The deterioration in sentiment for the EUR has been rapid as reflected in the CFTC IMM data, with net long speculative positions now at their lowest since 15 February and heading further downhill. Conversely, USD short covering has been significant though there is still a hefty USD short overhang, which points to more USD short covering as EUR sentiment sours.

Nonetheless, the USD still has plenty of risks hanging over it including the fact that it still suffers from an adverse yield differential (note that 2-year Treasury yields have fallen to the lowest since 6 December 2010). Safe haven currencies in particular CHF are the key beneficiaries and notably EUR/CHF touched a record low around 1.2354 and is showing little sign of any rebound.

EUR boosted, USD under pressure

Market attention remains fully focussed on events in Japan especially related to the country’s nuclear facilities. Risk aversion has spiked higher as a result, with ongoing Middle East tensions adding to the risk off tone. CHF is a key beneficiary of safe haven demand but the picture for JPY is obscured by repatriation expectations on one hand and FX intervention risks/Bank of Japan liquidity injections on the other, keeping USD/JPY clsoe to the 82.00 level. In contrast the AUD is vulnerable to a drop below parity with the USD on Japan worries, especially as Australia is a key destination for Japanese investment and therefore potential for reversal of such flows if Japanese institutions repatriate funds.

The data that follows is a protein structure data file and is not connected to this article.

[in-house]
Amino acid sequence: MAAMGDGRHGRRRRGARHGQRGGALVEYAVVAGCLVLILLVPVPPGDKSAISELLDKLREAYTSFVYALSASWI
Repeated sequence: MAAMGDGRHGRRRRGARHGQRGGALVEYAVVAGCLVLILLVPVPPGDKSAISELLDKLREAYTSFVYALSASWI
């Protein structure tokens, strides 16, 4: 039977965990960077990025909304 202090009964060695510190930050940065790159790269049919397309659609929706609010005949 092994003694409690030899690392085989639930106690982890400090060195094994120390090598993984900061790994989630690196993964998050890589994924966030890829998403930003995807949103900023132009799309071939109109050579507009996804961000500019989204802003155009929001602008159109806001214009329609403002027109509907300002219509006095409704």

The EUR recovered over recent days as worries about the eurozone periphery ease and peripheral bonds spreads narrow. It is only a matter of time before overly long market positioning catches up with the EUR especially as the prospects of further interest rate support to the currency looked limited; markets have already priced in 75bps of policy rate hikes in the eurozone this year, which looks appropriate. It is difficult to see markets pricing in any more tightening than this over coming weeks. Despite its bounce back EUR/USD will struggle to break resistance around 1.4036.

Markets will digest the fallout from the informal EU leaders meeting last Friday which prepared the groundwork for the official meeting on 24/25 March. The initial reaction of the EUR appears to be positive but there is a significant risk of disappointment if the outcome of the meeting on 24/25 March does not live up to expectations. Indeed although Friday’s meeting resulted in an agreement in principle of a new “pact for the Euro” much will depend on the eventual details later this month.

Leaders also agreed on lowering interest rates to Greece by 100bps, and in principle enlarging the scope of the European Financial Stability Facility (EFSF) bailout fund to EUR 440 billion. The main positive surprise was opening the door for the fund to purchase eurozone debt. Data releases will offer little support to the EUR this week, with limited gains in the March German ZEW investor confidence survey today likely to leave markets unperturbed.